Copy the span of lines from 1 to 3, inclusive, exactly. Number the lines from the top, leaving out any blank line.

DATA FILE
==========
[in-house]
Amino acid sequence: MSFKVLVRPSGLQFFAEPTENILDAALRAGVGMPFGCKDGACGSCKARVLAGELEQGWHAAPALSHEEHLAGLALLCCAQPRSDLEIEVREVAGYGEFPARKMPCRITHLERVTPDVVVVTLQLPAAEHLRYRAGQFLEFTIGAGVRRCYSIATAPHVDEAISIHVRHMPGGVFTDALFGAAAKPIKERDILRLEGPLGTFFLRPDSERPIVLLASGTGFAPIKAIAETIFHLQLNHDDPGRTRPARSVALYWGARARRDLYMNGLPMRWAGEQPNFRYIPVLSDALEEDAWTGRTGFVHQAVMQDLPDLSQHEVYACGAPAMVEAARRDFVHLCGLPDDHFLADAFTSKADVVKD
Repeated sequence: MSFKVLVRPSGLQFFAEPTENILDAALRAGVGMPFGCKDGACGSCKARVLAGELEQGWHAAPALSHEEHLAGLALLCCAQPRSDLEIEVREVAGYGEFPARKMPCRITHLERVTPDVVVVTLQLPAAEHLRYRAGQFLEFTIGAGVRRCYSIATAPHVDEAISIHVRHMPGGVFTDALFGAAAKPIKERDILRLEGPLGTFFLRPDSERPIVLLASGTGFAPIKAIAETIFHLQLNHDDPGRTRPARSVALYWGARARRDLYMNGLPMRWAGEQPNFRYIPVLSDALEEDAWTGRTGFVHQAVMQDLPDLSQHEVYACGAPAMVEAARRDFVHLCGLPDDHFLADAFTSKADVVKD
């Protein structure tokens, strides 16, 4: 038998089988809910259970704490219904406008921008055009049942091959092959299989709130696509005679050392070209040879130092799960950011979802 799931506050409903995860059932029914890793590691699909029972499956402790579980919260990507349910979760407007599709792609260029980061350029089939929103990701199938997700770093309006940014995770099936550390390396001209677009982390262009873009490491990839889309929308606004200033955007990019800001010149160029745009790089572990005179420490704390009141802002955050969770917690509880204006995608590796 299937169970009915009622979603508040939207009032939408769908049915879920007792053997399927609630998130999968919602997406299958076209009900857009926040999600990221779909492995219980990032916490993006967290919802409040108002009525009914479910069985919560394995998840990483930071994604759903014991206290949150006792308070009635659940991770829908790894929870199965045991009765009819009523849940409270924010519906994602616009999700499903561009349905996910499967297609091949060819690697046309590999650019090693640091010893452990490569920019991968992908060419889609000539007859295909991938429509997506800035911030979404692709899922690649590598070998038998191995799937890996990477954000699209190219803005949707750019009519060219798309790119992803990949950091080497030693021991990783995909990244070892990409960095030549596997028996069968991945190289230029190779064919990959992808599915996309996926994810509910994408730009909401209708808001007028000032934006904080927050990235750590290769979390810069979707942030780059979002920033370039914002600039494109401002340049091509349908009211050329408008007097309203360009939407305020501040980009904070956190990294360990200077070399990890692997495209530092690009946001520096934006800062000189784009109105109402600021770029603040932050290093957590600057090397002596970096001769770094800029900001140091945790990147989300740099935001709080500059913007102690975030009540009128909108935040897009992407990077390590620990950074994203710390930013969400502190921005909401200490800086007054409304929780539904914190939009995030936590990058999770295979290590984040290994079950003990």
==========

[in-house]
Amino acid sequence: MSFKVLVRPSGLQFFAEPTENILDAALRAGVGMPFGCKDGACGSCKARVLAGELEQGWHAAPALSHEEHLAGLALLCCAQPRSDLEIEVREVAGYGEFPARKMPCRITHLERVTPDVVVVTLQLPAAEHLRYRAGQFLEFTIGAGVRRCYSIATAPHVDEAISIHVRHMPGGVFTDALFGAAAKPIKERDILRLEGPLGTFFLRPDSERPIVLLASGTGFAPIKAIAETIFHLQLNHDDPGRTRPARSVALYWGARARRDLYMNGLPMRWAGEQPNFRYIPVLSDALEEDAWTGRTGFVHQAVMQDLPDLSQHEVYACGAPAMVEAARRDFVHLCGLPDDHFLADAFTSKADVVKD
Repeated sequence: MSFKVLVRPSGLQFFAEPTENILDAALRAGVGMPFGCKDGACGSCKARVLAGELEQGWHAAPALSHEEHLAGLALLCCAQPRSDLEIEVREVAGYGEFPARKMPCRITHLERVTPDVVVVTLQLPAAEHLRYRAGQFLEFTIGAGVRRCYSIATAPHVDEAISIHVRHMPGGVFTDALFGAAAKPIKERDILRLEGPLGTFFLRPDSERPIVLLASGTGFAPIKAIAETIFHLQLNHDDPGRTRPARSVALYWGARARRDLYMNGLPMRWAGEQPNFRYIPVLSDALEEDAWTGRTGFVHQAVMQDLPDLSQHEVYACGAPAMVEAARRDFVHLCGLPDDHFLADAFTSKADVVKD